What Do You Sleep In When Backpacking? ( You need to know this )

Backpacking is not for the faint of heart; it requires a lot of preplanning and making your packing list as light as possible, something that many campers have problems with. You have to get by without some creature comforts, including a whole week of different outfits and luxury tents that weigh over 20 lbs. Most only have room for the bare essentials.

In addition to clothing, you need a shelter and a place to lay your head while you sleep that is not too bulky or heavy to carry around. You can’t have a successful backpacking trip if you don’t pack light!

So what do you sleep in when your packing space is so limited, and you have to rely on whatever you can carry to protect you from the elements? Let’s talk about that.

Shelters to Sleep in While Backpacking

Sleeping Bags

When trying to figure out what to sleep in while backpacking, you should not just focus on clothing. You need a place to actually shelter yourself while you dream, and that’s where the right sleeping bag can make all the difference. Here are a few types to consider bringing on your backpacking trip:

  • Western Mountaineering UltraLite. If you need the lightest option available on the market, this sleeping bag is one of them. Weighing less than 2lbs., you will be able to easily carry it wherever you trek! Even though it is so light, you can rest assured that you will be perfectly warm and comfortable.
  • Winner Outfitters Mummy Sleeping Bag. This bag is made for backpacking in all seasons! It is also lightweight (3 lbs.) and comes with its own carry bag for easy handling. Don’t worry about getting soaked while sleeping. This mummy bag is also water resistant. It is on the more affordable end of products at around anywhere from $30-$50 depending on sales.
  • Coleman Mummy Sleeping Bag (Big and Tall.) If you struggle with finding a good sleeping bag for backpacking because you are too tall for most others, check out this model from Coleman. It accommodates most people up to 6 ft. 2 in. tall. It protects you through all kinds of weather; you can rely on this sleeping bag while backpacking anywhere and everywhere.
  • ECOOPRO Warm Weather Sleeping Bag. For those backpackers who want to sleep in something other than a confined bag made of down, this warm weather sleeping bag is here to help. It is water and weather resistant, weighs under 2 lbs., and can be compressed more tightly than bags made with down can.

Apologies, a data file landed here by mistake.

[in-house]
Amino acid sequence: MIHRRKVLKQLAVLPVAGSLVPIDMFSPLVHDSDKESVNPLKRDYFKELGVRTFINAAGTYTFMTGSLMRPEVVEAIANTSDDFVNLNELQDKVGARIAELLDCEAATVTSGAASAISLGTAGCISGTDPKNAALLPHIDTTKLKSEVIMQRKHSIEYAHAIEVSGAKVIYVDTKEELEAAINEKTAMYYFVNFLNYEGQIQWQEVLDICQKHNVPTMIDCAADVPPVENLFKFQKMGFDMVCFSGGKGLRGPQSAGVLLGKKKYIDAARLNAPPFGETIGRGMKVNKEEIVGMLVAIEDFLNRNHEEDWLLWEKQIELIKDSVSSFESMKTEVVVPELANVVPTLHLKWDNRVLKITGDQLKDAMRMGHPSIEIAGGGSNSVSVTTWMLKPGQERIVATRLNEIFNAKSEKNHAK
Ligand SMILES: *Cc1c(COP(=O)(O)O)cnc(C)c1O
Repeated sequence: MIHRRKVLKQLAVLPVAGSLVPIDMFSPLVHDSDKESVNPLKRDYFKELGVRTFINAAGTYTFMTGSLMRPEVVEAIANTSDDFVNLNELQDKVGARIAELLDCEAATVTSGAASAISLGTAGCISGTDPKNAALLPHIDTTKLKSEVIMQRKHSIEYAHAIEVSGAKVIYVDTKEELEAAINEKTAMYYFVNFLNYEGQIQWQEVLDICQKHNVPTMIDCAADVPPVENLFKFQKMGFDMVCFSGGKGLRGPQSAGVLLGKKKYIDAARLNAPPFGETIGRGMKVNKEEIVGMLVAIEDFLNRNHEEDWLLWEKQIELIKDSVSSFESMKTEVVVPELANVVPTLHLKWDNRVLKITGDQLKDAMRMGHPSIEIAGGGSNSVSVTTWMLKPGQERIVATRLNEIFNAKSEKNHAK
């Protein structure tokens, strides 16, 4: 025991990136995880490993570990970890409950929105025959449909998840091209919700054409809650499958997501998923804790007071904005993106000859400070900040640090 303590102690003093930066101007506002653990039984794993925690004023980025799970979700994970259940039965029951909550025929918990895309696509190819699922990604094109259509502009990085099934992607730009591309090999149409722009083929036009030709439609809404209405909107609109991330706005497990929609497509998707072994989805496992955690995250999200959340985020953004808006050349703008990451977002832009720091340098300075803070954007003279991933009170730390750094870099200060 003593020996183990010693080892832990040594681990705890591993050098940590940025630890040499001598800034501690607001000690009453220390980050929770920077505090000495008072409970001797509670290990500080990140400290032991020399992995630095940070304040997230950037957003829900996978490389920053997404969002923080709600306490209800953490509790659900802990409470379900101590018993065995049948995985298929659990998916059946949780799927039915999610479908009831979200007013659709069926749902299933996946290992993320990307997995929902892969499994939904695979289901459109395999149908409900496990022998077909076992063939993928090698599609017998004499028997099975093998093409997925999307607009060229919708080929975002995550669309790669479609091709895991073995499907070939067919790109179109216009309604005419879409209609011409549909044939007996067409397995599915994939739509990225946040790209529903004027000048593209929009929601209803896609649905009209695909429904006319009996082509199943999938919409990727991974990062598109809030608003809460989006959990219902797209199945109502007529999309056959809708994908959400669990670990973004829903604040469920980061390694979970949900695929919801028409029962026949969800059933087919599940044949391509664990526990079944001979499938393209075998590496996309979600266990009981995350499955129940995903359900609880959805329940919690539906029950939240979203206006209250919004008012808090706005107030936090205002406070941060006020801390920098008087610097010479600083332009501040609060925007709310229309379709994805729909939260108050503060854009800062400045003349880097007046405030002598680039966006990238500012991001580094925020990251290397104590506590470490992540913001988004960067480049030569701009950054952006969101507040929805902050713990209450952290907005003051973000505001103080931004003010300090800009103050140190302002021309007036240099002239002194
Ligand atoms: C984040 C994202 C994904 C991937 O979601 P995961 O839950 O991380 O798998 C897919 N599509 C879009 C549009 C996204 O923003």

• Tough Outdoors All Season Sleeping Bag. Maybe you do not prefer feeling cramped in a mummy bag. If that’s the case, you should consider buying a wide bag like this to sleep in while backpacking! It can be used for any season; avid backpackers would be making a wise decision by investing in this bag. It is far more affordable than other options on the market, too, at less than $50! Some backpacking sleeping bags can cost upward of $500. For something with storage pockets, weather resistance, and height accommodations, you are getting a steal.



Going backpacking does not mean that you have to sleep out on the hard ground with nothing above you but the stars. If that’s what you like, go for it! If not, you need a tent that won’t slow you down or make your back ache.

  • ALPS Mountaineering 1 Person Tent. Tents used for standard camping usually weigh around 10 lbs. Or more. This backpacking tent weighs less than 5! If you are going alone, this is the perfect option for you. It will be roomy without being too big. This tent is also freestanding and weather resistant. All you have to do is set it up (in less than 5 minutes) and enjoy your time in between stops.
  • Featherstone 2 Person Backpacking Tent. If you are going backpacking with another person or you just need more space, take a look at this tent by Featherstone. It is durable, freestanding, easy to set up, and their ultralight setup weighs less than 4 lbs. This is the ideal shelter for people who really can’t add any more weight than necessary.
  • Hyke and Byke Yosemite Backpacking Tent. If you prefer to take shelter when bedding down for the night while still enjoying a nice view, consider getting this tent from Yosemite. The walls are made of mesh instead of opaque fabric. You get all of the protection you would with other backpacking tents without feeling too confined. It is waterproof, easy to set up, and it compresses down into a carry bag perfect for this type of trip.


Some of the most hardcore backpackers prefer to sleep in a hammock. Why? They take up less room than tents, they are lightweight, and they’re still comfortable. Here are a few to look at before going backpacking so you can sleep under the stars like a true nature buff without the discomfort of sleeping on the ground.

  • Winner Outfitters Double Camping Hammock. Backpacking with a loved one? This hammock makes it easy to snuggle the night away. It can support two adults and up to 500 lbs. without ripping. It is lightweight, and it comes with most of the gear you need for setting up. This hammock will cost you less than $40, making it much more affordable than some other options. Almost 3,000 reviewers on Amazon love it!